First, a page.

UNDERSTANDING the dynamics of disruptive innovation can help rescue Zimbabwe’s blue chip firms from the spectre of unexpected and often ignominious demise.
The Human Capital Telescope with Brett Chulu
What may cause the implosion of blue chip firms, ironically, run by brilliant business minds can be a series of seemingly smart financial decisions.
Disruptive innovation, a business phenomenon discovered by Clayton Christensen, occurs when competitors enter an industry at the bottom of the market with new products or services that are much simpler and more affordable than the incumbent’s offerings.
Alive in Zimbabwe
Disruptive innovation is well and alive in Zimbabwe. Just a few examples; WhatsApp, a low-cost mobile messaging product is disrupting the SMS segment of mobile phone operators; mobile money transfer is disrupting traditional banking products; Voice over Internet Protocol (VoIP) is disrupting traditional mobile voice-call business.
What makes the phenomenon of disruptive innovation a chilling prospect to Zimbabwean firms’ fortunes, is that where it has occurred, regulation has almost always failed to curtail it.
Happy to exit low margins
It is often that blue chip firms have a portfolio of products yielding varying profit margins.
Typical disruptive innovators almost always target the least profitable product in the incumbent’s product portfolio. As an entering wedge, disruptive innovators come up with innovative ways to drastically reduce the cost of producing an offering. To reduce cost, disruptors simplify the production process by developing alternative technologies and/or business models. With a newly minted cost advantage, disruptors attack the incumbent’s low- margin product business.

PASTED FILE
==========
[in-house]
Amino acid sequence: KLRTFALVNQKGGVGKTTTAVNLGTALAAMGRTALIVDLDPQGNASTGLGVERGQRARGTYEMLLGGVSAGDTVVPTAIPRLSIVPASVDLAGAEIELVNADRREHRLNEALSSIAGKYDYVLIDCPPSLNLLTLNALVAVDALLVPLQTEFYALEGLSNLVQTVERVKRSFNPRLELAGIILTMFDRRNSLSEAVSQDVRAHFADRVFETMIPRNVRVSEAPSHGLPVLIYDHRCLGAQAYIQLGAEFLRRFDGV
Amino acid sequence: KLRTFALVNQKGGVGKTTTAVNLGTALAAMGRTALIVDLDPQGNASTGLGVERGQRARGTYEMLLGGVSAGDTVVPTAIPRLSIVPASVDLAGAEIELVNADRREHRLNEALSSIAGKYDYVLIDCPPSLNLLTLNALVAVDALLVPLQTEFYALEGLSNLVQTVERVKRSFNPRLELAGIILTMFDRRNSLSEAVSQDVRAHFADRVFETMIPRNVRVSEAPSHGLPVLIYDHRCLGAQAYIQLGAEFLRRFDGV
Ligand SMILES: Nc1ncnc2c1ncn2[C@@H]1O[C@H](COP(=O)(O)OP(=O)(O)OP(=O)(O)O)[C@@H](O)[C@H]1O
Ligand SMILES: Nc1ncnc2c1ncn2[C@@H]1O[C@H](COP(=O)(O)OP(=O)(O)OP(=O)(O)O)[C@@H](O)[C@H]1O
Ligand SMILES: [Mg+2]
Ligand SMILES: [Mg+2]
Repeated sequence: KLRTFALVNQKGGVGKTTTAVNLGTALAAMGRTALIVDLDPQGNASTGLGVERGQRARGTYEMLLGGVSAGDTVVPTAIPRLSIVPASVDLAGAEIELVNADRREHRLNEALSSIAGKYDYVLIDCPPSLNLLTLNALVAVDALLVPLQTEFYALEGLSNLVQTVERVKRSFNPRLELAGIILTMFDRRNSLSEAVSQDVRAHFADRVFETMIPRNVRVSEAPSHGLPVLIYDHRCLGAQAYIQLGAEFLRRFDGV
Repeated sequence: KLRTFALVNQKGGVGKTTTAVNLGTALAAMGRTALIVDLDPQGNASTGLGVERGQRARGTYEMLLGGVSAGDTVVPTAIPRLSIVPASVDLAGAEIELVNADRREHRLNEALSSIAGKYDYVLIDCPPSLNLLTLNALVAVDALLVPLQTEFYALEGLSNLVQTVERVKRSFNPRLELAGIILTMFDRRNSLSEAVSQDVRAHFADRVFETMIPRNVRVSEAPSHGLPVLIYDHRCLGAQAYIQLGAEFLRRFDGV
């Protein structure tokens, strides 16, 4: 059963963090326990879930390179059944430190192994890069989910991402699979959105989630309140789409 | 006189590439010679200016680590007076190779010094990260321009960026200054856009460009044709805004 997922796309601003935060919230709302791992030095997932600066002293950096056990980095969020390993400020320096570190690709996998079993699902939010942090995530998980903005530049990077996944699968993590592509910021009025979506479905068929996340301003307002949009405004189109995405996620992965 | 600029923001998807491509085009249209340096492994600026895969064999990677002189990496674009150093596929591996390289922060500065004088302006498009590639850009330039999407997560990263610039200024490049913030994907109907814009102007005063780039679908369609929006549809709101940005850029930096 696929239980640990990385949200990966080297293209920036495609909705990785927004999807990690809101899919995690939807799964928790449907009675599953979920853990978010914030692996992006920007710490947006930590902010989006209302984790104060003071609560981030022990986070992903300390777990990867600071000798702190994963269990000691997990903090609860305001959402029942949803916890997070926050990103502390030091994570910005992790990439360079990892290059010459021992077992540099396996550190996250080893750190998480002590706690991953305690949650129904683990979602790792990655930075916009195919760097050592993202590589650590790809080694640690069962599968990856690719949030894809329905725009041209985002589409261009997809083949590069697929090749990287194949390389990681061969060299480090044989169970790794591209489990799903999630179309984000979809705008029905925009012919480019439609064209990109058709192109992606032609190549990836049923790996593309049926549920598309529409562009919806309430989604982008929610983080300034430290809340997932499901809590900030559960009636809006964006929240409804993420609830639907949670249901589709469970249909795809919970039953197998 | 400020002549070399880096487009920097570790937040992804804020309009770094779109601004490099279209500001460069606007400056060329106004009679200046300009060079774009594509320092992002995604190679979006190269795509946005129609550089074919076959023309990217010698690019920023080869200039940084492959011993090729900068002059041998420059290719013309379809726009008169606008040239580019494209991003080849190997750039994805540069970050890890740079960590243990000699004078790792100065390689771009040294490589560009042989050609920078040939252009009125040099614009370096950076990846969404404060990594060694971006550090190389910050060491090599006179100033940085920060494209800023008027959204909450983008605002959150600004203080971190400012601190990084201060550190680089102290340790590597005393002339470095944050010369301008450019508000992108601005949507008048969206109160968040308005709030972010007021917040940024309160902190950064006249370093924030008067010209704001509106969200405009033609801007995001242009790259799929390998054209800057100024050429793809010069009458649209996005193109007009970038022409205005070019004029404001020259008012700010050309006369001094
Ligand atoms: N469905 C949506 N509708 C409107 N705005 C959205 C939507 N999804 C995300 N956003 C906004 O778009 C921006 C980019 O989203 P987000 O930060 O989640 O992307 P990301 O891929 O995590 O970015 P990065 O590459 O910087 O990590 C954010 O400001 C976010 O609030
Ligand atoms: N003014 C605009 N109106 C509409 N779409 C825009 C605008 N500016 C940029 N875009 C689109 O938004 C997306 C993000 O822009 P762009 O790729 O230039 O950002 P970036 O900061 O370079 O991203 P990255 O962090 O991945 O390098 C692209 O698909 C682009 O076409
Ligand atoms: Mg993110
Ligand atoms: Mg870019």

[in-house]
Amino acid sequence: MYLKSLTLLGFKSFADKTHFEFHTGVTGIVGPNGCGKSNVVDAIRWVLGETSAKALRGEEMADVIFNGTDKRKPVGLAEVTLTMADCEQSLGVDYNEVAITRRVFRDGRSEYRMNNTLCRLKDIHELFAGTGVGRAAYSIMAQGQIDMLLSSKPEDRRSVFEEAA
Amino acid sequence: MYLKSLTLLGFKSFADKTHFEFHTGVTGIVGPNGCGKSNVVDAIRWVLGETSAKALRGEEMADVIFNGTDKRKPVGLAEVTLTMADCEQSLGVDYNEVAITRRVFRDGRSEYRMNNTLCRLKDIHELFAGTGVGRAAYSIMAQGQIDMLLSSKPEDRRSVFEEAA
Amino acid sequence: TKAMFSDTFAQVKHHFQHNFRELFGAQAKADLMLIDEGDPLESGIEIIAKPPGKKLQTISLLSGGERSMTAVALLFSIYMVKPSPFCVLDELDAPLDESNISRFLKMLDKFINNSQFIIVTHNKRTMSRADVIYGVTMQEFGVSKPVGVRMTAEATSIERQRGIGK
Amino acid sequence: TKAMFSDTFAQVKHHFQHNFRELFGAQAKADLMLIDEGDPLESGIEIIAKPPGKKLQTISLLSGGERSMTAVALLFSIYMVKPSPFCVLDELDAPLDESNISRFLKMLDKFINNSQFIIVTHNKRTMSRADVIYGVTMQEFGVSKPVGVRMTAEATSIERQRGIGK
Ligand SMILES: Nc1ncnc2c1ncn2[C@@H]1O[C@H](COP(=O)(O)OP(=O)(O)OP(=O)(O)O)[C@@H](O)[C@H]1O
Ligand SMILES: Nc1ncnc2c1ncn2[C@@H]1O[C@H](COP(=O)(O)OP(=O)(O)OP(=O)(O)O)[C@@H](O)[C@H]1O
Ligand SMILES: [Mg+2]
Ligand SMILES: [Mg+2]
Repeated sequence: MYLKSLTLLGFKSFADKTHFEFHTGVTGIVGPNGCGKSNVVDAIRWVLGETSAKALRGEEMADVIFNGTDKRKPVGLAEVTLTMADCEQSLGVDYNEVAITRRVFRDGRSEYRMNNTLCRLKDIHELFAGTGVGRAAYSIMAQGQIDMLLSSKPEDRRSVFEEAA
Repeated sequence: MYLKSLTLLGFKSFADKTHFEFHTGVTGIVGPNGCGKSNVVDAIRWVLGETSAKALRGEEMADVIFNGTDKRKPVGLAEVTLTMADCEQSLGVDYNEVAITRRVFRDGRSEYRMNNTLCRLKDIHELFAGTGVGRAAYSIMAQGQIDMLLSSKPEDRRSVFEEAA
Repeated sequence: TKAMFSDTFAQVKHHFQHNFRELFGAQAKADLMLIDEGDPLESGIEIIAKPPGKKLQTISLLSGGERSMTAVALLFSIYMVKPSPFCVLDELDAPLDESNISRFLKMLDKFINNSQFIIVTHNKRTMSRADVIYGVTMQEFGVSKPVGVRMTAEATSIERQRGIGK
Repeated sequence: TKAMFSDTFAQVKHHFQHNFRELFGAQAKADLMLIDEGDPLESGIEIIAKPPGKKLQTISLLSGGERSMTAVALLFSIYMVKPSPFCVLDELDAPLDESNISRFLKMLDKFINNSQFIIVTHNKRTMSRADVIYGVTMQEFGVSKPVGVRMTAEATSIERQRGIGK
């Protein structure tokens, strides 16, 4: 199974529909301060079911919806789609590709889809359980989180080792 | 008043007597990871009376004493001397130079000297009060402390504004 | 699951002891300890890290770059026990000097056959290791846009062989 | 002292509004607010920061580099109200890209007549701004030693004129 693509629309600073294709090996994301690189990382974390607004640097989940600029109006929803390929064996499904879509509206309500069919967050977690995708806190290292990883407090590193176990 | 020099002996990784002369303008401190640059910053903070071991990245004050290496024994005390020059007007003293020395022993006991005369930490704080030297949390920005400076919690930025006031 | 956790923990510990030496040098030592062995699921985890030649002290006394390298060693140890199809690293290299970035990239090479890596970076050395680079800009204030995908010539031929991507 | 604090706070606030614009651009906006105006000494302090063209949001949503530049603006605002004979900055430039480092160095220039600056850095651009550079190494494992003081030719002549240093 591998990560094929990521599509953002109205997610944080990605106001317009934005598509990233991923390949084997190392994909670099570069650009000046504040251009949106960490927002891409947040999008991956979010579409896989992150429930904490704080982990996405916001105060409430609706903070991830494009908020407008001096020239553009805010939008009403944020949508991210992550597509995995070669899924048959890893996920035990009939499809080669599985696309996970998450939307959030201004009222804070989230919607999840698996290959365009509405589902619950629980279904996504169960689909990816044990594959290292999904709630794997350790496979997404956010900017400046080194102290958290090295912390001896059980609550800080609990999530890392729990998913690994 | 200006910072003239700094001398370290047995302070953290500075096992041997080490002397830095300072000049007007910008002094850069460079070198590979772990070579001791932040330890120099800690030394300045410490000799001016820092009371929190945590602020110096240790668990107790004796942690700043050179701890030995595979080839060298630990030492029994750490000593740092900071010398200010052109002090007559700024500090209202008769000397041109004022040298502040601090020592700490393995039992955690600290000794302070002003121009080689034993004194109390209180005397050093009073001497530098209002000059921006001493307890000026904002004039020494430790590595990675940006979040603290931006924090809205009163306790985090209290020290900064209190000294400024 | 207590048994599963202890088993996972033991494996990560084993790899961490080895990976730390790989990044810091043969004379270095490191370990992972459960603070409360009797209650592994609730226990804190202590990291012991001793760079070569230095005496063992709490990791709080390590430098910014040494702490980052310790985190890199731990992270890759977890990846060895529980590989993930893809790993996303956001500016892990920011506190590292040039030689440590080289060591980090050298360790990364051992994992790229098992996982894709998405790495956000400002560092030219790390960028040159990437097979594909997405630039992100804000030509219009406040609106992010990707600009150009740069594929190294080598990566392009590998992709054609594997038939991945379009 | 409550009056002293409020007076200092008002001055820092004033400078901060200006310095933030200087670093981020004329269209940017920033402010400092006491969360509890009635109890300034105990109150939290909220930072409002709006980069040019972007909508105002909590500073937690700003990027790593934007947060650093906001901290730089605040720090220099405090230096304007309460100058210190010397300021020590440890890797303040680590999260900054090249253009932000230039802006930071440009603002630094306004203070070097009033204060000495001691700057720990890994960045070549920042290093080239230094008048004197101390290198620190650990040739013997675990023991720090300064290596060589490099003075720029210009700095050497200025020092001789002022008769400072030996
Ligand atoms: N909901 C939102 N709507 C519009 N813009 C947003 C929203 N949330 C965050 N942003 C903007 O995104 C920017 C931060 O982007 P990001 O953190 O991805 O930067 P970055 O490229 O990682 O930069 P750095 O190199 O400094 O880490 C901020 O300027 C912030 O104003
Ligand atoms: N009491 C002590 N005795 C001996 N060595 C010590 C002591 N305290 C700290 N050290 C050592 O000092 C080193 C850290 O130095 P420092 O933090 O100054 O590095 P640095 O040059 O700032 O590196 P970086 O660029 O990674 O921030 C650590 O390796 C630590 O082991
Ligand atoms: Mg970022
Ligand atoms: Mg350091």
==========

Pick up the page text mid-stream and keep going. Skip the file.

Confronted by a disruptive attack, incumbents are faced with two options; either defend the least profitable business or exit.
Financial analysis is done to inform the eventual choice and typically this decision analysis leads to the conclusion that exiting the least profitable market segment constitutes a sound business decision. By loping off the least profit margin product and redeploying productive assets to the remaining higher margin products, the overall profitability of the incumbent’s business increases.
The resultant improvement of profitability metrics such as Return on Net Assets (RONA) justifies the decision to leave the low –margin business to disruptors. Thus the business leaders from established firms are happy to co-exist with the disruptor.